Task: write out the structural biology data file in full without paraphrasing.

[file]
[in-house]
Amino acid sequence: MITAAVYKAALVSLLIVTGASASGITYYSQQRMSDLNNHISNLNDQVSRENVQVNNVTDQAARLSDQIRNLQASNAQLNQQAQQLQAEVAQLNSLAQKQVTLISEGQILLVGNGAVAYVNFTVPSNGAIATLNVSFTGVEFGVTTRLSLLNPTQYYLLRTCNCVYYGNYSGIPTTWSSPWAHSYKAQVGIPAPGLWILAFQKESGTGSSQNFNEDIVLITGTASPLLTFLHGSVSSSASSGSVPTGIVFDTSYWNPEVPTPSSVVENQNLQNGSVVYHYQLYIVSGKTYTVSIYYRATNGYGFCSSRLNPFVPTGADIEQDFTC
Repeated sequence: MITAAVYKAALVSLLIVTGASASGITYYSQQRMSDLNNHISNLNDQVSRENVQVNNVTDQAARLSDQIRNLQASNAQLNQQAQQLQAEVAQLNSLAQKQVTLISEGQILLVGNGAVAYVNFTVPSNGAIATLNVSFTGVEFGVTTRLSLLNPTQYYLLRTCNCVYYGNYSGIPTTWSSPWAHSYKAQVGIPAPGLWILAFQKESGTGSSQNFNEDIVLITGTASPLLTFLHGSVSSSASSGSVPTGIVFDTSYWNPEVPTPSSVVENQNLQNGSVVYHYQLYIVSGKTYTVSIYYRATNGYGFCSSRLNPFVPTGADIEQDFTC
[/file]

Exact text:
[in-house]
Amino acid sequence: MITAAVYKAALVSLLIVTGASASGITYYSQQRMSDLNNHISNLNDQVSRENVQVNNVTDQAARLSDQIRNLQASNAQLNQQAQQLQAEVAQLNSLAQKQVTLISEGQILLVGNGAVAYVNFTVPSNGAIATLNVSFTGVEFGVTTRLSLLNPTQYYLLRTCNCVYYGNYSGIPTTWSSPWAHSYKAQVGIPAPGLWILAFQKESGTGSSQNFNEDIVLITGTASPLLTFLHGSVSSSASSGSVPTGIVFDTSYWNPEVPTPSSVVENQNLQNGSVVYHYQLYIVSGKTYTVSIYYRATNGYGFCSSRLNPFVPTGADIEQDFTC
Repeated sequence: MITAAVYKAALVSLLIVTGASASGITYYSQQRMSDLNNHISNLNDQVSRENVQVNNVTDQAARLSDQIRNLQASNAQLNQQAQQLQAEVAQLNSLAQKQVTLISEGQILLVGNGAVAYVNFTVPSNGAIATLNVSFTGVEFGVTTRLSLLNPTQYYLLRTCNCVYYGNYSGIPTTWSSPWAHSYKAQVGIPAPGLWILAFQKESGTGSSQNFNEDIVLITGTASPLLTFLHGSVSSSASSGSVPTGIVFDTSYWNPEVPTPSSVVENQNLQNGSVVYHYQLYIVSGKTYTVSIYYRATNGYGFCSSRLNPFVPTGADIEQDFTC